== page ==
Top scientist blasts plan for river basin
One of Australia's top scientists has accused the Murray-Darling Basin Authority of using ''manipulated science'' in its draft plan, and called for an urgent independent review.
Former NSW chief scientist and Natural Resources Commissioner Professor John Williams also blasted authority chair Craig Knowles for quoting the late Professor Peter Cullen - one of Australia's most influential water scientists - in a speech that dismissed scientists critical of the plan as ''lobbyists''.
Professor Williams, who collaborated with Professor Cullen on national water research for more than two decades, described use of the quote as '' a dreadful insult'' to his colleague's scientific legacy.
''I knew Peter very well, and if he was alive today, he would be tearing strips off this plan for not being peer reviewed. He was a fearless advocate for scrupulous, well-analysed science, and would be appalled by the manipulation of science being used to push this plan through,'' he said.
Professor Cullen, a charismatic and outspoken figure in the national water reform debate, was awarded the Prime Minister's Prize for his work in shaping a national action plan for salinity and water quality. He died at his Canberra home in 2008.
In a speech to the Farm Writers Association of NSW in Sydney, Mr Knowles quoted Professor Cullen to support criticisms of the Wentworth Group of Concerned Scientists - a national science think-tank of which Professor Cullen was a founding and prominent member.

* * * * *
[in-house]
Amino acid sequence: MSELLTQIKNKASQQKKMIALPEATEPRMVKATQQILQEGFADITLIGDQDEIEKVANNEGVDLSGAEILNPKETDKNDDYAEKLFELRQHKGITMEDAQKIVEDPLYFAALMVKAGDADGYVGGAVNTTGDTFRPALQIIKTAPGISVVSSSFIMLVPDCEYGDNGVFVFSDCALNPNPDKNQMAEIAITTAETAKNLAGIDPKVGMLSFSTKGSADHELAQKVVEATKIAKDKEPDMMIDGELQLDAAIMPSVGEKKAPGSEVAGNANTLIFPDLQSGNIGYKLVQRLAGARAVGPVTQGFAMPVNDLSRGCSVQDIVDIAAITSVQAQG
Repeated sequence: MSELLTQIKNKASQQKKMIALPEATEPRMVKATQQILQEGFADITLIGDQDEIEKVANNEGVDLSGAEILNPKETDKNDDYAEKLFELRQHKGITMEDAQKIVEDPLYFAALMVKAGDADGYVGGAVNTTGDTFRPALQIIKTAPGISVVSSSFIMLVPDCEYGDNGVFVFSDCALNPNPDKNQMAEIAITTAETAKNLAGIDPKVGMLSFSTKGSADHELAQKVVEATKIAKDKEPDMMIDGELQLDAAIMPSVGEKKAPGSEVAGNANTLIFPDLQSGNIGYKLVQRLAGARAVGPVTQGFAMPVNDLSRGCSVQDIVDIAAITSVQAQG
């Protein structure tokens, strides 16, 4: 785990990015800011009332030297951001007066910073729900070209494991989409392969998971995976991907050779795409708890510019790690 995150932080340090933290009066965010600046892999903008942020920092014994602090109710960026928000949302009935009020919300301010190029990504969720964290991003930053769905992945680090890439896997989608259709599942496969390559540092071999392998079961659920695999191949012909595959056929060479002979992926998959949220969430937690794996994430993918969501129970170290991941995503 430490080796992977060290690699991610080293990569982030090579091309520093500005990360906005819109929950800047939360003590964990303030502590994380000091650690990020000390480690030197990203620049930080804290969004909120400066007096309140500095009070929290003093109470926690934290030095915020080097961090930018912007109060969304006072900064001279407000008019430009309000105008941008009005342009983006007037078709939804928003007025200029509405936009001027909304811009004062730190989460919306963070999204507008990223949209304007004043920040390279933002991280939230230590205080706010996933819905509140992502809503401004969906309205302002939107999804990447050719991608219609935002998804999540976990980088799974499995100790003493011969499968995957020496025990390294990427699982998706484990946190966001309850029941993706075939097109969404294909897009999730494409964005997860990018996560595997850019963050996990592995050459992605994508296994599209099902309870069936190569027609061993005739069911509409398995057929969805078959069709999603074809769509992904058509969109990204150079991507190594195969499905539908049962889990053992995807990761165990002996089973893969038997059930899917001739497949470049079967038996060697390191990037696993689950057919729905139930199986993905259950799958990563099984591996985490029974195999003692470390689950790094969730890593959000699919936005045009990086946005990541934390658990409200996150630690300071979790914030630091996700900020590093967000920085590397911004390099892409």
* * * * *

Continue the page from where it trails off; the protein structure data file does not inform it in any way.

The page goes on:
Current members include Professor Tim Flannery, water economist Professor Mike Young, environmental business philanthropist Rob Purves and former federal policy adviser Peter Cosier.
''I am fond of quoting the late Professor Peter Cullen, who will be known to many of you as one of the founders of the Wentworth Group who, in their current form, have taken an active role as one of the many lobby groups in the debate about the plan,'' Mr Knowles said.
He quoted Professor Cullen as saying scientists ''should not expect their scientific standing gives them any special right to decide value questions for society.
''Their science needs to inform the debate, not replace the debate''.
Ironically, the quote is taken from a speech in which Professor Cullen urged scientists to ''speak truth to power'' and engage in public debate on environmental issues.
Mr Knowles said he challenged ''any assertion that the draft plan isn't based on firm science''.
The plan had been peer-reviewed by ''a panel led by CSIRO and they determined [it] was sufficient as a basis to make a start,'' Mr Knowles said.
Friends of the Earth water policy spokesman Jonathan La Nauze said environment groups also rejected the science underpinning the draft plan ''for one simple reason - because the [authority's] modelling shows it would fail to achieve its fundamental goal - a healthy working river,'' he said.
During a Senate hearing last week, Mr La Nauze submitted a study showing the plan would fail to meet almost 50 of its own ecological targets.